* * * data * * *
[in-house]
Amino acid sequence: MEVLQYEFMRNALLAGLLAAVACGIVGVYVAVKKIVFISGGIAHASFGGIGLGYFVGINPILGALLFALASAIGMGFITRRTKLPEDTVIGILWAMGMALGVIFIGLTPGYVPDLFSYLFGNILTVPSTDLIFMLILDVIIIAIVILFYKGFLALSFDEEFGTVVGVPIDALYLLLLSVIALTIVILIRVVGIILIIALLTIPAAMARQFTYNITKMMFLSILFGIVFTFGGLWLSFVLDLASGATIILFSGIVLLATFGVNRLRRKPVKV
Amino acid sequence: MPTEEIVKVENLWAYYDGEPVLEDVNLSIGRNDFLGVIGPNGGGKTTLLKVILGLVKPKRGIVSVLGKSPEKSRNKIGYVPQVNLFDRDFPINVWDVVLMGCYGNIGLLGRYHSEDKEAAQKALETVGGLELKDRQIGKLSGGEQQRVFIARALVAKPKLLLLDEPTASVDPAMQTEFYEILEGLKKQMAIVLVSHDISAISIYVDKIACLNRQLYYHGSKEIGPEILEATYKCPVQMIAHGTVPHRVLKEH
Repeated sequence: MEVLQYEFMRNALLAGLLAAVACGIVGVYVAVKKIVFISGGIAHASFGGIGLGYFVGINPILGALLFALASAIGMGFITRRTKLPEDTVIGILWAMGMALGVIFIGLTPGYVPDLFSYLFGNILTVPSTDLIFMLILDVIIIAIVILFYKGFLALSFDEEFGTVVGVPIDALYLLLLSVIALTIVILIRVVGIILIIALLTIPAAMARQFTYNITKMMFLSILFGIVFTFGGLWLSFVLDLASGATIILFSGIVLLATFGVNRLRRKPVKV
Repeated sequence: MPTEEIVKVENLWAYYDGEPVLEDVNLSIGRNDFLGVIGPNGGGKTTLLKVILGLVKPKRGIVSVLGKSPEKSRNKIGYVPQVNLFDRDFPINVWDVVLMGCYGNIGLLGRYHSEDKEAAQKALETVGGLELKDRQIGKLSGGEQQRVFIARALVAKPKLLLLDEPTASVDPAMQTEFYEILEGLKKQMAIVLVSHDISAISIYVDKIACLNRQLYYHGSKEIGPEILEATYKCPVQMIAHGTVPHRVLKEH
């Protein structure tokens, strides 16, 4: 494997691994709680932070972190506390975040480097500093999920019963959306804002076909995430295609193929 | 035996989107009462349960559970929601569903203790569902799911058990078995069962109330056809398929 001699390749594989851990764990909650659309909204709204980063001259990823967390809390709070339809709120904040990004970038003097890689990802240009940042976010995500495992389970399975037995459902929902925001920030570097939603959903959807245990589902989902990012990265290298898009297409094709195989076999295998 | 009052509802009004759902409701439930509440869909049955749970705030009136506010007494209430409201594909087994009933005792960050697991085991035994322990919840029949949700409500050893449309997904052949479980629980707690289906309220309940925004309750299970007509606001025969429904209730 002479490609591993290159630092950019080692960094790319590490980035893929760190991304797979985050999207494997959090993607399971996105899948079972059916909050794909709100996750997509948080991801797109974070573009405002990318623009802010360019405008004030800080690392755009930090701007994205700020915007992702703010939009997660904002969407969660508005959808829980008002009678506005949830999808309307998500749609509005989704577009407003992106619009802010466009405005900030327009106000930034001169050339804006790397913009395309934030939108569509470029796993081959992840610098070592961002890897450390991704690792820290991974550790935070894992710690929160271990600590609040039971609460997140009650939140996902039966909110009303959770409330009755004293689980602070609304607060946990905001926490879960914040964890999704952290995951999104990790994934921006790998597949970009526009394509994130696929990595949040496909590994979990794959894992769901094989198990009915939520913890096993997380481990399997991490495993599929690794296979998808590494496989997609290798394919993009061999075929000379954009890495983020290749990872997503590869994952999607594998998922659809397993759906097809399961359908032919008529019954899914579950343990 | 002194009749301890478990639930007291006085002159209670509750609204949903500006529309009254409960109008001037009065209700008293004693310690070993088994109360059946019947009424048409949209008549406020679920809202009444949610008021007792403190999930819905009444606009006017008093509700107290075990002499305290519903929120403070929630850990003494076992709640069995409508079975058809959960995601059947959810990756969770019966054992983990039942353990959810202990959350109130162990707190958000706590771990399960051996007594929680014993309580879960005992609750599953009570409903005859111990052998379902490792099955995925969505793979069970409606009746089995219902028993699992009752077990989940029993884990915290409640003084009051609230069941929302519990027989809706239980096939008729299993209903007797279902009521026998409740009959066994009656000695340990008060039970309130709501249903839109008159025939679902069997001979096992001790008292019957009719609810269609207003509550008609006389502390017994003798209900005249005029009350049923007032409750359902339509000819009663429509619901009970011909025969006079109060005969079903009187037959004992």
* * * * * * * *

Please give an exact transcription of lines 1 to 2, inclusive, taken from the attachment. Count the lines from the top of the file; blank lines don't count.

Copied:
[in-house]
Amino acid sequence: MEVLQYEFMRNALLAGLLAAVACGIVGVYVAVKKIVFISGGIAHASFGGIGLGYFVGINPILGALLFALASAIGMGFITRRTKLPEDTVIGILWAMGMALGVIFIGLTPGYVPDLFSYLFGNILTVPSTDLIFMLILDVIIIAIVILFYKGFLALSFDEEFGTVVGVPIDALYLLLLSVIALTIVILIRVVGIILIIALLTIPAAMARQFTYNITKMMFLSILFGIVFTFGGLWLSFVLDLASGATIILFSGIVLLATFGVNRLRRKPVKV